Looking beyond corporate social responsibility through a holistic systems lens : an Eastern and Western focus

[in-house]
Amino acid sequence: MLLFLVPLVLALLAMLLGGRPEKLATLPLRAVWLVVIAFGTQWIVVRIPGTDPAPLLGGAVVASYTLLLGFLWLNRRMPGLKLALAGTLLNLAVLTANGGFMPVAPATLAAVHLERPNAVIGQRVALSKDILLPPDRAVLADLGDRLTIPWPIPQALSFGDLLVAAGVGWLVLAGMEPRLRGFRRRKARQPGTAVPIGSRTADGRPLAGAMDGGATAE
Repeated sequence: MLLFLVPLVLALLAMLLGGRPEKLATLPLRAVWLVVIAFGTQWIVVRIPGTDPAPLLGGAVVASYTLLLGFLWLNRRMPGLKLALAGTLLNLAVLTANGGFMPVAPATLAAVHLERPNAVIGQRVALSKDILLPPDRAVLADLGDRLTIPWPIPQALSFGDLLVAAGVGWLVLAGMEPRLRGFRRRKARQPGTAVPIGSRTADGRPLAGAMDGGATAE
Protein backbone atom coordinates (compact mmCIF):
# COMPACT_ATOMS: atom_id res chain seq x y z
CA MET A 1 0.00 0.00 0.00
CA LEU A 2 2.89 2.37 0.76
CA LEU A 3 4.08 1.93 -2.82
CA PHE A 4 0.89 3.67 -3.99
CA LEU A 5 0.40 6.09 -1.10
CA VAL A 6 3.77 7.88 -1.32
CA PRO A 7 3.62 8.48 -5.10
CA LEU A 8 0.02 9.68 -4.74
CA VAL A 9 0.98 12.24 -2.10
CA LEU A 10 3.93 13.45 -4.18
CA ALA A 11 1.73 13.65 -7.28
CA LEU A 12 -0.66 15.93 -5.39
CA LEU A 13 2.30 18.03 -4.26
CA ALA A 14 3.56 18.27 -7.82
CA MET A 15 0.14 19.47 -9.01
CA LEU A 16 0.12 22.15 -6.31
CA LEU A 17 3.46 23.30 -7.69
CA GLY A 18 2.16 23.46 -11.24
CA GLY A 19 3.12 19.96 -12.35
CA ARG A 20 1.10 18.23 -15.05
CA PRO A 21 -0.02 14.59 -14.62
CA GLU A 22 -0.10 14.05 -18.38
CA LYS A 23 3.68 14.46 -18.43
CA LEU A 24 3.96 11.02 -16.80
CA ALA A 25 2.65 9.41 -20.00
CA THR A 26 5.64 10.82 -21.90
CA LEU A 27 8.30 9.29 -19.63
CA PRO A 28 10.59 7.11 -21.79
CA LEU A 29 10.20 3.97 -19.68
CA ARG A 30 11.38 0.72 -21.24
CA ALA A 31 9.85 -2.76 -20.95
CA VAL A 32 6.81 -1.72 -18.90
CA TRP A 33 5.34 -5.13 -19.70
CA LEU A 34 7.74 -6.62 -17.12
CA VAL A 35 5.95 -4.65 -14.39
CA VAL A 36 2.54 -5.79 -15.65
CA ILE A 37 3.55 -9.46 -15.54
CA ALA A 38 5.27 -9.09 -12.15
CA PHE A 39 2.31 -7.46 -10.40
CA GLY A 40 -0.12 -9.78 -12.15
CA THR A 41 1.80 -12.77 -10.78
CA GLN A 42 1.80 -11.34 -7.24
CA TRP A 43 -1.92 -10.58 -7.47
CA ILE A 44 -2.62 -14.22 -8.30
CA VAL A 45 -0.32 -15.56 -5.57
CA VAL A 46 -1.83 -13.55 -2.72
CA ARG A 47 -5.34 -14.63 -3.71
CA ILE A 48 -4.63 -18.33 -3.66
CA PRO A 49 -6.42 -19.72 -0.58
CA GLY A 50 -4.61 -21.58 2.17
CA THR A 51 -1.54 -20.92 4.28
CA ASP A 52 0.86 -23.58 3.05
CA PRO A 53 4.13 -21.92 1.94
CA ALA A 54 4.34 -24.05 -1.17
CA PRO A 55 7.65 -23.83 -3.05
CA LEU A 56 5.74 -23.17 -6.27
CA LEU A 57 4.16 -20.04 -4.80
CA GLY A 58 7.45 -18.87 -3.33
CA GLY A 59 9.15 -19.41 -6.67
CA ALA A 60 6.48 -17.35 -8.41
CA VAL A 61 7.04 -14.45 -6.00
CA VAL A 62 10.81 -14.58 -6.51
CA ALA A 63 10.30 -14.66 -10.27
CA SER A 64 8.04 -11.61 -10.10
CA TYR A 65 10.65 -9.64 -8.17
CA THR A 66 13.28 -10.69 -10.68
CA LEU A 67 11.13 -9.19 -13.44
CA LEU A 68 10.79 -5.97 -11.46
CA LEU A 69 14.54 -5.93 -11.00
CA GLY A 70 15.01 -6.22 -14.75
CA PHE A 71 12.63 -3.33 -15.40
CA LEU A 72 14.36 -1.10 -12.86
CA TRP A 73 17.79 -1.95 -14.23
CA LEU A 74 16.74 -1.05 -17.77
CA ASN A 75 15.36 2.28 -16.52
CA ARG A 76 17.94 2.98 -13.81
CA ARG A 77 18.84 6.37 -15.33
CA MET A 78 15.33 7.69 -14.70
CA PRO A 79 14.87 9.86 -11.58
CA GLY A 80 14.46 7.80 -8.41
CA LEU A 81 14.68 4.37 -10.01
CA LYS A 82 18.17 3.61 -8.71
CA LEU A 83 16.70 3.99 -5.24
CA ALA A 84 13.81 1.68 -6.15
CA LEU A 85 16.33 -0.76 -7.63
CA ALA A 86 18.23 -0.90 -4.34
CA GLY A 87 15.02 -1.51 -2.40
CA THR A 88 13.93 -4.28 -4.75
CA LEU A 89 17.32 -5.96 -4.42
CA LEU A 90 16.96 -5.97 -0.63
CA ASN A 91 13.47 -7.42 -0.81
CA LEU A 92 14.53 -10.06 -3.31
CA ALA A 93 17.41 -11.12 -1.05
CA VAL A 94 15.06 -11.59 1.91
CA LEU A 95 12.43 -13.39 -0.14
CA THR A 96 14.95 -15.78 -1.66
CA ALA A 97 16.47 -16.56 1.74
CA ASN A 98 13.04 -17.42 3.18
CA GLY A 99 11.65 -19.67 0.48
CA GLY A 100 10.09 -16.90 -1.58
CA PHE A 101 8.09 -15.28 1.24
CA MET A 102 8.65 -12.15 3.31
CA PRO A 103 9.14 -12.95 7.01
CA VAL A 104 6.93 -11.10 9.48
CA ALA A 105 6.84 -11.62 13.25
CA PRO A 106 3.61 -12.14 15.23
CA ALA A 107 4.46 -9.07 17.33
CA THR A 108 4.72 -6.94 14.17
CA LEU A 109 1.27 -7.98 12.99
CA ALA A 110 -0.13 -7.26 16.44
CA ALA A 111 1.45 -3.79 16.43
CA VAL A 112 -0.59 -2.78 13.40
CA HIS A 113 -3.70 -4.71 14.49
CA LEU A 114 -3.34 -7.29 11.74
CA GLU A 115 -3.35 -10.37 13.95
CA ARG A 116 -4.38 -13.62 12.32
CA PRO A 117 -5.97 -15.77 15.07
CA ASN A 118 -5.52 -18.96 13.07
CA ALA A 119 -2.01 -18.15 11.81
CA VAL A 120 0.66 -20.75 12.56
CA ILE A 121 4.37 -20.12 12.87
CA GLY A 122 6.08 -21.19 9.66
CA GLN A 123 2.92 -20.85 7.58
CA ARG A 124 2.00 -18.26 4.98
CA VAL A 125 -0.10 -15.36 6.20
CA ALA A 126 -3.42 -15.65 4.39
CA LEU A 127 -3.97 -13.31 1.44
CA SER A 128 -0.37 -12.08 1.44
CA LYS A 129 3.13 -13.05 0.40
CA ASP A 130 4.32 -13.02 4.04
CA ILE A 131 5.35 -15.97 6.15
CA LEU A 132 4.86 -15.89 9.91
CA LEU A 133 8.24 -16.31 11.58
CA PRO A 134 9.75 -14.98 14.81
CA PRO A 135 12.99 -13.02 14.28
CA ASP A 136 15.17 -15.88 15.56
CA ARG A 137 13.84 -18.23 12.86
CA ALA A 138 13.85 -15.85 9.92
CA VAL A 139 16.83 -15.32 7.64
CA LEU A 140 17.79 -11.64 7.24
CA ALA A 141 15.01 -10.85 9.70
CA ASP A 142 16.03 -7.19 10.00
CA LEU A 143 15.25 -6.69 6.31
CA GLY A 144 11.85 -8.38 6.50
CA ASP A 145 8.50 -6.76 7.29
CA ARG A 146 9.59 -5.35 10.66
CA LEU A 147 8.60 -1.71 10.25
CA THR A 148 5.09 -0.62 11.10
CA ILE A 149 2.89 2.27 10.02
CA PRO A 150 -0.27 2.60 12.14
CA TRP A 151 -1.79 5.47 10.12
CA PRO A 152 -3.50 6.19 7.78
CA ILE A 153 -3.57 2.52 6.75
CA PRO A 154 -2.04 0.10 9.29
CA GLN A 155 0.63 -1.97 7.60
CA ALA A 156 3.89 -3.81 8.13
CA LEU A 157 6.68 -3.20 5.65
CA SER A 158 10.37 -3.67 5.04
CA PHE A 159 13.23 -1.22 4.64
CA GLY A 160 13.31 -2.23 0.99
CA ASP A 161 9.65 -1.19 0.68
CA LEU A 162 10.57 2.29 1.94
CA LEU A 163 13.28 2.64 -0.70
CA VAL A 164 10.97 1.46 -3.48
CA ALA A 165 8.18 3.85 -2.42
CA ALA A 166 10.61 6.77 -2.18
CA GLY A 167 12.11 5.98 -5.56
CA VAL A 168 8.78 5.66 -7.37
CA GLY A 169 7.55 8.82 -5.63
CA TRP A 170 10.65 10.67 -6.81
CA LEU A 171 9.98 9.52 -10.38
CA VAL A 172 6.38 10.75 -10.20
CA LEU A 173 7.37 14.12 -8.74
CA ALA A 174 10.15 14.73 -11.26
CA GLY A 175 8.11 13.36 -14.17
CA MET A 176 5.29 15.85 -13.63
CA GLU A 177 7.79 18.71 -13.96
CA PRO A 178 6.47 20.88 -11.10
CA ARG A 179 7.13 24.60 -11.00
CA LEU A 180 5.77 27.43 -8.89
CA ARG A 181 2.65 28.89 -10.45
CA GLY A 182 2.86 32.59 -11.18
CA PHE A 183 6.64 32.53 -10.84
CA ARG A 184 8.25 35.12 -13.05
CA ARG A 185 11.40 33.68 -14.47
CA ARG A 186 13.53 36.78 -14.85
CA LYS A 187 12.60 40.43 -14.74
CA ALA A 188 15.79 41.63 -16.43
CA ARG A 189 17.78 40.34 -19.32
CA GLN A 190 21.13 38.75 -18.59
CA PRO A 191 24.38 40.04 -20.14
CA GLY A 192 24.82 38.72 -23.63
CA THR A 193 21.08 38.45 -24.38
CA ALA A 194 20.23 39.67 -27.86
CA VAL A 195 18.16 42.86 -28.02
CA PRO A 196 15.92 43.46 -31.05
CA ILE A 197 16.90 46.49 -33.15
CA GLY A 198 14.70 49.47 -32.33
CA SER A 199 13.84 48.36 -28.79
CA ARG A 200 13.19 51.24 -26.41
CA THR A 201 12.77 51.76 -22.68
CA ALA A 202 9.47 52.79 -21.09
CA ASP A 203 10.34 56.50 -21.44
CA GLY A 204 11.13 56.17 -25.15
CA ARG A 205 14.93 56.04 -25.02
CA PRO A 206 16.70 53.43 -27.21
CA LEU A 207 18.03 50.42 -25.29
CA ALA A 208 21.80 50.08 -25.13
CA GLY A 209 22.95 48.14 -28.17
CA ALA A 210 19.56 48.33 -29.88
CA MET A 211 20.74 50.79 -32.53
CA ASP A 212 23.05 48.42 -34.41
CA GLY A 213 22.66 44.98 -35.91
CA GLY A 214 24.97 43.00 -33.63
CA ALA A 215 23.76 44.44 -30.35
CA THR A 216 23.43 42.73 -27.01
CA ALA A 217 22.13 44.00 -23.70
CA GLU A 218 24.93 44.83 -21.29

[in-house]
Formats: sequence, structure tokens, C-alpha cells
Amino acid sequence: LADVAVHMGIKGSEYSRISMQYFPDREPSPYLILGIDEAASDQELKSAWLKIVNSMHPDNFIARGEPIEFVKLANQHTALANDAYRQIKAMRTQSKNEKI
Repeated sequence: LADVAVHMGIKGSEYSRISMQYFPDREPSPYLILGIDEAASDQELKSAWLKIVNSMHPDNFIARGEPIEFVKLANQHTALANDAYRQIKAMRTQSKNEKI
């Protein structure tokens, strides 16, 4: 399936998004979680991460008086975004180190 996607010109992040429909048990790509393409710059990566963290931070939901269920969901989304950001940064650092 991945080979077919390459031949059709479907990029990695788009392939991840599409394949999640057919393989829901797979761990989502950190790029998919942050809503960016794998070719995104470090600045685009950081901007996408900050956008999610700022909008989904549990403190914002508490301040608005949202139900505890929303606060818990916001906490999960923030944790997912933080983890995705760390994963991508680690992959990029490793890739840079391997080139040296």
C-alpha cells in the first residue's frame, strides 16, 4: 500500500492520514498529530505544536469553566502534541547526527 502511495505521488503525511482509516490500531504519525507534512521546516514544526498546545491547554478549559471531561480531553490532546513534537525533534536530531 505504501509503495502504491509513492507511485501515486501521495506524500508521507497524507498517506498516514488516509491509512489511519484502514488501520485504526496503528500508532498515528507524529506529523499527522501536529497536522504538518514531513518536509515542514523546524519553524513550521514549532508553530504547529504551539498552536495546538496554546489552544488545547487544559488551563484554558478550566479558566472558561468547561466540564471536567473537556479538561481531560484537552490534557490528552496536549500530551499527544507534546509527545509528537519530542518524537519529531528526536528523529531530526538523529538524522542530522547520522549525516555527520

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Corporate Social Responsibility (CSR) strategies, activities and reporting are often considered an indication of businesses’ good intentions and corporate citizenship. However, repeated corporate scandals like the recent Volkswagen emissions falsification demonstrate that good CSR performance is not synonymous with good business ethics and responsibility. A phenomenon referred to as ‘conventional CSR’ in this study. Inspired by Bhutan’s development philosophy of Gross National Happiness (GNH) and the author’s interest in how this influences business ethics, conduct and sustainability, the study explores how Bhutanese and international businesses move beyond ‘conventional CSR’. The topic is also explored within the context of the United Nations 2030 Sustainable Development Goals (SDGs) and the implications for businesses and their CSR approach. The study’s transdisciplinary and constructed grounded theory methodology draws on three broad fields of literature including business ethics, Eastern and Western philosophies of happiness and systems theories. From these, three lenses are synthesised in the literature review and used to analyse qualitative data from 21 semi-structured interviews with Bhutanese and international business leaders and a focus group of eight international CSR professionals. The research shows a number of dimensions of ‘beyond CSR’ businesses. What differentiates them from ‘conventional CSR’ business is: a) their commitment to societal and/or planetary wellbeing beyond financial performance b) ethics based on relational responsibility c) stakeholders are considered as part of the business purpose d) their leaders draw on intrinsic rather extrinsic motivation e) they have a long-term outlook f) they focus on slow and steady growth to ensure social and planetary impact, and g) they have a systems or interdependent worldview recognising the interdependence and mutual causality of causes, effects and societal and planetary conditions. These insights were formulated as a ‘Beyond CSR Maturity Model’ (BCMM) to illustrate five key dimensions that differentiate ‘beyond CSR’ from ‘conventional CSR’ businesses. One of the major conclusions from this study is that a systems or interdependent worldview offers the highest potential leverage for change towards a ‘beyond CSR’ business approach. The study concludes that systems thinking provides a contemporary access point for business leaders to create organisational cultures with an interdependent worldview that can assist in enabling a ‘beyond CSR’ business approach. The implication of this study is illustrated with an example using the VW emissions scandal to demonstrate how businesses can use the SDGs and systems view to understand their impact in an interdependent way and step into a ‘beyond CSR’ mode of thinking.
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